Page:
GE90-115B Receives EASA Certification
EVENDALE, Ohio--The EASA (European Aviation Safety Agency) has certified the GE90-115B, the world's most powerful jet engine, at an unprecedented 115,000 pounds of thrust.
EASA oversees regulatory tasks in the field of aviation safety for the European Union, which represents 16 countries and grows to 26 countries in 2004. The EASA approval follows the U.S. Federal Aviation Administration's (FAA) engine certification of the GE90-115B in July 2003.
Produced by GE Aircraft Engines, the GE90-115B powers Boeing's new longer-range 777-300ER and -200LR aircraft. Airlines and leasing companies have ordered a total of 76 longer-range 777s, from which the GE90-115B engine orders are valued at more than $2.6 billion. U.S. and European regulatory certification of the 777-300ER is scheduled for March 2004. The first 777-300ER will be delivered in April 2004 to International Lease Finance Corp. and its customer, Air France.
"The rigor of this certification program continues well after the engine enters revenue service," said Chaker Chahrour, general manager for the GE90 Project. "Our four-year GE90-115B maturation test program will provide further insight into engine durability and reliability in an ETOPS (Extended Range Twin Engine Operations) environment while simulating 20 years of typical airline service on these engines."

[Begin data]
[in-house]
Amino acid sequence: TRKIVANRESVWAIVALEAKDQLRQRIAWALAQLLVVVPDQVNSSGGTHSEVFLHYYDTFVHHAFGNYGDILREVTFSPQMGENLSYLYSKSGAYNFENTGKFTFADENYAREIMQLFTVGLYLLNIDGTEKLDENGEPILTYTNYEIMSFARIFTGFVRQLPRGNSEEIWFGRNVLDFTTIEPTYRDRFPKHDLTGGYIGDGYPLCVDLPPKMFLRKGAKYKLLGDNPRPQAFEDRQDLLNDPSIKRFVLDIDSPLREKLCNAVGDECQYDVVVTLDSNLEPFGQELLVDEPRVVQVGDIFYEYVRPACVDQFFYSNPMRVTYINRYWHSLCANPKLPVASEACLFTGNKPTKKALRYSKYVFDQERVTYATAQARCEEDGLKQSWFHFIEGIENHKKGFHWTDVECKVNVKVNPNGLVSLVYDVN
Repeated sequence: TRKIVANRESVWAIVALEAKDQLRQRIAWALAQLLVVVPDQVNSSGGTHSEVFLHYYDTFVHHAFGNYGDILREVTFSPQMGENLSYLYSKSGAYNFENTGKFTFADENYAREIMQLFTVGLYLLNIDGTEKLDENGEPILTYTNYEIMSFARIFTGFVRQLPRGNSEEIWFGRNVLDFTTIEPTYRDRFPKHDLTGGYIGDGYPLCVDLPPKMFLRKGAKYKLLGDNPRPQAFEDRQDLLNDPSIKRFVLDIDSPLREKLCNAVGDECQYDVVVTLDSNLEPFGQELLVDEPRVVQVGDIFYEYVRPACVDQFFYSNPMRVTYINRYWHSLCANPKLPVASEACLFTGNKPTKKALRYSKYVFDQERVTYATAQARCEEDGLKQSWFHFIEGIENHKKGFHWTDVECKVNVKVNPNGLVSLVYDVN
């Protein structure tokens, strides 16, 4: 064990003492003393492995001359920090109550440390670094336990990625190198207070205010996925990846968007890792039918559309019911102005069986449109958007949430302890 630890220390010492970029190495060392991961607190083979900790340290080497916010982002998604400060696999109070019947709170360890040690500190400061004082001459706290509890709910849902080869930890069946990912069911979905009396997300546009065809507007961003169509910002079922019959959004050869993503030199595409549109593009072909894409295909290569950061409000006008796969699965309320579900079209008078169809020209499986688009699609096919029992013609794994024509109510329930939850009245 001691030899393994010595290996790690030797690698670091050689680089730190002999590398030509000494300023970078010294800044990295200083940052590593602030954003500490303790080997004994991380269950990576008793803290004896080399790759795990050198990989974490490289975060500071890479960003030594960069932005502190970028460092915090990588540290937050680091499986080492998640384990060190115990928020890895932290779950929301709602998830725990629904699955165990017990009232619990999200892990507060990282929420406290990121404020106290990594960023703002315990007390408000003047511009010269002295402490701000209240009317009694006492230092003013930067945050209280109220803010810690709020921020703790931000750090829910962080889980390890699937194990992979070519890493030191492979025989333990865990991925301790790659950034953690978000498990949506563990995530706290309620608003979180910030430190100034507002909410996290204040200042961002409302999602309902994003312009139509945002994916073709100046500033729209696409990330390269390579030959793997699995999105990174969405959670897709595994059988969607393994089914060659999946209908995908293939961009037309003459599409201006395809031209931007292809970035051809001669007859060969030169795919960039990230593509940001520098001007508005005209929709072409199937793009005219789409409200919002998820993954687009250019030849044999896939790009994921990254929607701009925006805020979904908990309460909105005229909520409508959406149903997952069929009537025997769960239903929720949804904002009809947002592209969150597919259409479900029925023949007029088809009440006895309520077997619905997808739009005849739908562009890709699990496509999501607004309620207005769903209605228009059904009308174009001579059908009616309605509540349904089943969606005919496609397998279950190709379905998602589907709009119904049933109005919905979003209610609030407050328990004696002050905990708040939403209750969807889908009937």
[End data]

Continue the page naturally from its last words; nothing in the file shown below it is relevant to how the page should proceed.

Earlier this month, a GE90-115B development engine completed 3,000 cycles and three 330-minute diversions as part of an extended twin-engine operations (ETOPS) ground demonstration. During the ETOPS ground demonstration, the development engine was the first GE90-115B engine to operate at more than two times the production vibration limits in both the high-pressure and low-pressure systems at multiple thrust levels. This ETOPS ground demonstration is part of the most aggressive maturation test program ever devised by GEAE for a commercial engine.
Snecma Moteurs, IHI, and FiatAvio are participants on the GE90-115B engine program.
GE Aircraft Engines, a division of General Electric Company (NYSE: GE